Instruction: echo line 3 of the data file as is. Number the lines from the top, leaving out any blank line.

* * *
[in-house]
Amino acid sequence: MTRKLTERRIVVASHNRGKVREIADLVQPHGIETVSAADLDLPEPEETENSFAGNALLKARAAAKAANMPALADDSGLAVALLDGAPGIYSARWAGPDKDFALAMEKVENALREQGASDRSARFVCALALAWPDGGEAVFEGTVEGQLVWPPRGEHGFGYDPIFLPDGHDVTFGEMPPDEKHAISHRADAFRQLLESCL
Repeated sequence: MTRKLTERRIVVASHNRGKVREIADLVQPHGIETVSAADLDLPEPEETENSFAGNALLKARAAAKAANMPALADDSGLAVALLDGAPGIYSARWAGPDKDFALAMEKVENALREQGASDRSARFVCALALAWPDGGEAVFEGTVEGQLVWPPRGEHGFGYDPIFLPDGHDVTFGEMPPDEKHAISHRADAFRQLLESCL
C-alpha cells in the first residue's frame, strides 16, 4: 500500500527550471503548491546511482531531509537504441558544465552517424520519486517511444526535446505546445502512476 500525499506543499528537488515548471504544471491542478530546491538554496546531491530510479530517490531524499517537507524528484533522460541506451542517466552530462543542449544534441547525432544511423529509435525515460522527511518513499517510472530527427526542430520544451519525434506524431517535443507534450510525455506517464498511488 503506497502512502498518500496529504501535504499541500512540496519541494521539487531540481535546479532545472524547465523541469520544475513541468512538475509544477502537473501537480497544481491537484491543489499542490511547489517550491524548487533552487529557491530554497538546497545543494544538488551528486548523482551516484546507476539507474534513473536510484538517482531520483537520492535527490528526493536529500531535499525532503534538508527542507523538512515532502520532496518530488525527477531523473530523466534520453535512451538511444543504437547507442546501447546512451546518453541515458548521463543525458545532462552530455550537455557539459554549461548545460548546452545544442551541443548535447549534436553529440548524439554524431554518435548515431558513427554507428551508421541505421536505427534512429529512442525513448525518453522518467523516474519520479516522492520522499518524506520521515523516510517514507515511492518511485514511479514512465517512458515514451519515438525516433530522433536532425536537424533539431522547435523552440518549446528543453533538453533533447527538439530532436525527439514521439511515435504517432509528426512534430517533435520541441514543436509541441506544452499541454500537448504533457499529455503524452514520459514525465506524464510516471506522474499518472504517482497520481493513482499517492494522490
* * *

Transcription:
Repeated sequence: MTRKLTERRIVVASHNRGKVREIADLVQPHGIETVSAADLDLPEPEETENSFAGNALLKARAAAKAANMPALADDSGLAVALLDGAPGIYSARWAGPDKDFALAMEKVENALREQGASDRSARFVCALALAWPDGGEAVFEGTVEGQLVWPPRGEHGFGYDPIFLPDGHDVTFGEMPPDEKHAISHRADAFRQLLESCL